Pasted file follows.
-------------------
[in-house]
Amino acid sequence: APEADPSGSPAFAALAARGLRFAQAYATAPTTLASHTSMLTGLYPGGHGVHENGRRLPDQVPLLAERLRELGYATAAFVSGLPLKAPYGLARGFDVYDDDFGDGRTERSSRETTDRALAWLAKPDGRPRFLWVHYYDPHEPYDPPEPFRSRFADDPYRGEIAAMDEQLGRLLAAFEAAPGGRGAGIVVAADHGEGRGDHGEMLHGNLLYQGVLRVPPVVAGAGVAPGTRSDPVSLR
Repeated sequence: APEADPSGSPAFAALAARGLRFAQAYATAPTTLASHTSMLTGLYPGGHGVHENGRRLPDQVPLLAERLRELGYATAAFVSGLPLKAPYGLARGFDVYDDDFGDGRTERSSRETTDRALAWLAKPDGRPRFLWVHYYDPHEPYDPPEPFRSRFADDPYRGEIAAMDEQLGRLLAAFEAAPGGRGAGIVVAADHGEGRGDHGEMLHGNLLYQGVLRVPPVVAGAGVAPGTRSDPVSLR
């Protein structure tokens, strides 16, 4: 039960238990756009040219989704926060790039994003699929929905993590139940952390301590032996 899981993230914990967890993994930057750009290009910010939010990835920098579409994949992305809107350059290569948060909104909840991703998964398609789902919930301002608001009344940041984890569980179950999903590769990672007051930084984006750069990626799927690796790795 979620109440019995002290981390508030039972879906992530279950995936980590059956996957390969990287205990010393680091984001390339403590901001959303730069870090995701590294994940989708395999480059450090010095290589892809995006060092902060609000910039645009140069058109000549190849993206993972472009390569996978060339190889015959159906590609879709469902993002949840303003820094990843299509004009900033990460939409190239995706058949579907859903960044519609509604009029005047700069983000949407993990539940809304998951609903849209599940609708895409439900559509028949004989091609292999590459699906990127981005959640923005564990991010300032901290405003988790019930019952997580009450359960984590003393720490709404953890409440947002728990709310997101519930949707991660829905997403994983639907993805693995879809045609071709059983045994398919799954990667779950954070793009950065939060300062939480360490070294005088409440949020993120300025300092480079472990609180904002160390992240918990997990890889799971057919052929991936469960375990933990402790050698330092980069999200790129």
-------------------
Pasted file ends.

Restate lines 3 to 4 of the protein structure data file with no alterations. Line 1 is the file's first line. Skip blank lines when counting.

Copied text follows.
Repeated sequence: APEADPSGSPAFAALAARGLRFAQAYATAPTTLASHTSMLTGLYPGGHGVHENGRRLPDQVPLLAERLRELGYATAAFVSGLPLKAPYGLARGFDVYDDDFGDGRTERSSRETTDRALAWLAKPDGRPRFLWVHYYDPHEPYDPPEPFRSRFADDPYRGEIAAMDEQLGRLLAAFEAAPGGRGAGIVVAADHGEGRGDHGEMLHGNLLYQGVLRVPPVVAGAGVAPGTRSDPVSLR
């Protein structure tokens, strides 16, 4: 039960238990756009040219989704926060790039994003699929929905993590139940952390301590032996 899981993230914990967890993994930057750009290009910010939010990835920098579409994949992305809107350059290569948060909104909840991703998964398609789902919930301002608001009344940041984890569980179950999903590769990672007051930084984006750069990626799927690796790795 979620109440019995002290981390508030039972879906992530279950995936980590059956996957390969990287205990010393680091984001390339403590901001959303730069870090995701590294994940989708395999480059450090010095290589892809995006060092902060609000910039645009140069058109000549190849993206993972472009390569996978060339190889015959159906590609879709469902993002949840303003820094990843299509004009900033990460939409190239995706058949579907859903960044519609509604009029005047700069983000949407993990539940809304998951609903849209599940609708895409439900559509028949004989091609292999590459699906990127981005959640923005564990991010300032901290405003988790019930019952997580009450359960984590003393720490709404953890409440947002728990709310997101519930949707991660829905997403994983639907993805693995879809045609071709059983045994398919799954990667779950954070793009950065939060300062939480360490070294005088409440949020993120300025300092480079472990609180904002160390992240918990997990890889799971057919052929991936469960375990933990402790050698330092980069999200790129």